As Brian points out :
In terms of the Gartner Hype Cycle, Ruby and Rails are nearing the end of the "Peak of Inflated Expectations" and are moving into the "Trough of Disillusionment".
It's indeed true that Rails have enjoyed the limelight of being the darling of the community and a promise (or panacea) to put an end to the verbosity and *inelegance* of Java based Web development. It has been quite some time though, yet we hear people like Obie utter the following in the context of choosing Java over Rails in developing Big Enterprise Applications :
Like Gavin pointed out, you can't do an app with thousands of model classes in Rails. Okay, but I'm really not trying to say that you should try. Right now, I personally have no interest in working on those kinds of monstrosities, but to each his own. If that big enterprise application exposed web interfaces, I might be inclined to use JRuby on Rails to do those..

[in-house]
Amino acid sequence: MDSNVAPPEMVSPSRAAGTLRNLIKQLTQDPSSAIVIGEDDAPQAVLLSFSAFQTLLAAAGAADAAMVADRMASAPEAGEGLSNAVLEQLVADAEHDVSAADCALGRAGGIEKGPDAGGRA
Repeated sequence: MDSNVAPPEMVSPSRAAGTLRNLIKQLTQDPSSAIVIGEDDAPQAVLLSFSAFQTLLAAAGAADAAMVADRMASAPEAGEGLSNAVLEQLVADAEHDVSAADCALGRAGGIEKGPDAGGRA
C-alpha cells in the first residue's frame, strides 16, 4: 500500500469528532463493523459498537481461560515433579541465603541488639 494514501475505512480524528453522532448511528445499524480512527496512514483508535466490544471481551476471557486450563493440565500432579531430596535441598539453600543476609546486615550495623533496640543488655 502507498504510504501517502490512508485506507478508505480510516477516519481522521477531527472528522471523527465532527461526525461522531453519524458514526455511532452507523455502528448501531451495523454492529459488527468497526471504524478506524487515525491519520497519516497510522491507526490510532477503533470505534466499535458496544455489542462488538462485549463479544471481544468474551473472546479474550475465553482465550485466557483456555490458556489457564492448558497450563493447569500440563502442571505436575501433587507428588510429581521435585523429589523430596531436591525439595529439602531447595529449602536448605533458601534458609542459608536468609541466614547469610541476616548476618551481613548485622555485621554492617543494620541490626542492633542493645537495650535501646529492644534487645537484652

It's time to deliver for Rails ! How long will Rails shrug away from the enterprise applications branding them as monstrous ? It's time to take Rails out of the playful scaffolding model that delivers basic CRUD applications at lightening speed. To deliver complex enterprise applications, you need a performant application server with production quality deployment support, a real fast virtual machine and solid domain modeling capabilities. We all know the ActiveRecord model is never going to scale up for large complex domain models. The Rails community, till now, do not acknowledge how important it is to have a separate domain model, decoupled (or loosely coupled) with the persistence layer. And ActiveRecord will never take you towards that end. How much strong metaprogramming capabilities you may use to offer fancy dynamic finders in Rails, ultimately you need to have a strong decoupled domain model to deliver big enterprise applications. Till then, I guess, JRuby will be your best bet and Rails will remain just another Java library sucked up within a Java application server.